Sunday, August 3, 2008


Frederick Remington (1861-1909)

Water, 1892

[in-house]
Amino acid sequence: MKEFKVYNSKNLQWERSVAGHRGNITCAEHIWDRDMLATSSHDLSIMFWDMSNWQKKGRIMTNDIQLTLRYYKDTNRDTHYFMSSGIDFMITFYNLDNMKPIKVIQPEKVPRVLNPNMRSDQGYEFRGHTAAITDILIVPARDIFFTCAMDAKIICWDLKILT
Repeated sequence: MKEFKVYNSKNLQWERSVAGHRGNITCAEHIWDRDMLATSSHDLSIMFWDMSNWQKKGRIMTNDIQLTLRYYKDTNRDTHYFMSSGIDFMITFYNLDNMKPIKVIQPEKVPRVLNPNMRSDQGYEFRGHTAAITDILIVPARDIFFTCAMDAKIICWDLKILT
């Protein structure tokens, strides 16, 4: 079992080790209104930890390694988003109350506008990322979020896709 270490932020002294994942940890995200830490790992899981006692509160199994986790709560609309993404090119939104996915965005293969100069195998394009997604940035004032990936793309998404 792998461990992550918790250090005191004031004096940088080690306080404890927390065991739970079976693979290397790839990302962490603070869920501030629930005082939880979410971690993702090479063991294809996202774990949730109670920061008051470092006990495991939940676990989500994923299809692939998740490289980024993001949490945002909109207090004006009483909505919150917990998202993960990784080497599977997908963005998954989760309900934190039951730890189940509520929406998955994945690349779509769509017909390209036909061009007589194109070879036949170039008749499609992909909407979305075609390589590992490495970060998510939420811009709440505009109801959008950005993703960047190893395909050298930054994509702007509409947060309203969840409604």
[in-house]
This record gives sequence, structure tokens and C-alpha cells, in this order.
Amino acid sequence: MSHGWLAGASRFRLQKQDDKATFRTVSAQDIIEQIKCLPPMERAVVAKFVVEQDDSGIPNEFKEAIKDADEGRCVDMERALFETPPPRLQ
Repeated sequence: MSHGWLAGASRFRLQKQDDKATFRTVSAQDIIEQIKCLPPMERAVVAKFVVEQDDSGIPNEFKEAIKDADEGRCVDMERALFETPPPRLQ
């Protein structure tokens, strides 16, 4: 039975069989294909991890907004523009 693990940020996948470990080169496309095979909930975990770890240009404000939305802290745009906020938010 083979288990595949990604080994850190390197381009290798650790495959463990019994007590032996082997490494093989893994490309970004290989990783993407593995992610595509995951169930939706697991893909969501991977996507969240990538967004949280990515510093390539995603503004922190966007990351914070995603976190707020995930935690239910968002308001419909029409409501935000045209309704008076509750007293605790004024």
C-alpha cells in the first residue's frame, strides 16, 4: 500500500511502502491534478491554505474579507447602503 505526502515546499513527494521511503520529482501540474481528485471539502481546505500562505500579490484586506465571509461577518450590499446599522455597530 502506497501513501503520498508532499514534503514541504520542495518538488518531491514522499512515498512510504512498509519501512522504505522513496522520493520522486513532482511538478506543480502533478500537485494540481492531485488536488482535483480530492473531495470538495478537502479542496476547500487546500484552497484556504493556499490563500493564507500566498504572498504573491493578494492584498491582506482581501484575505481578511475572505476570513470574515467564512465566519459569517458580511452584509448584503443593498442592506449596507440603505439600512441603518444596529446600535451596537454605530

During the Spanish-American war, Remington worked for the New York Journal under William Randolph Hearst as a war correspondent. In 1897, prior to the sinking of the U.S.S. Maine, he was sent to Cuba to cover the Spanish holding Cuban prisoners in “death camps.” Remington’s job was to draw pictures of Spanish atrocities and the battles taking place in the revolution. Once there, he was very unhappy and found more comfort in the Navy gunboats offshore to working in the fields, He wrote to his employer “There is no war. Request to be recalled.” To this, Hearst, in story that could never be verified, reputedly responded with “Please remain. You furnish the pictures, I’ll furnish the war.” Newspaper editors at this time, especially Hearst, would create stories about the war if there were none worth reporting. Each day, Hearst managed to fill the Journal with eight pages of information on the war. It was Remington’s job to create the illustrations of what went on with the war. It was because of this disillusionment that Remington began to sculpt in bronzes.

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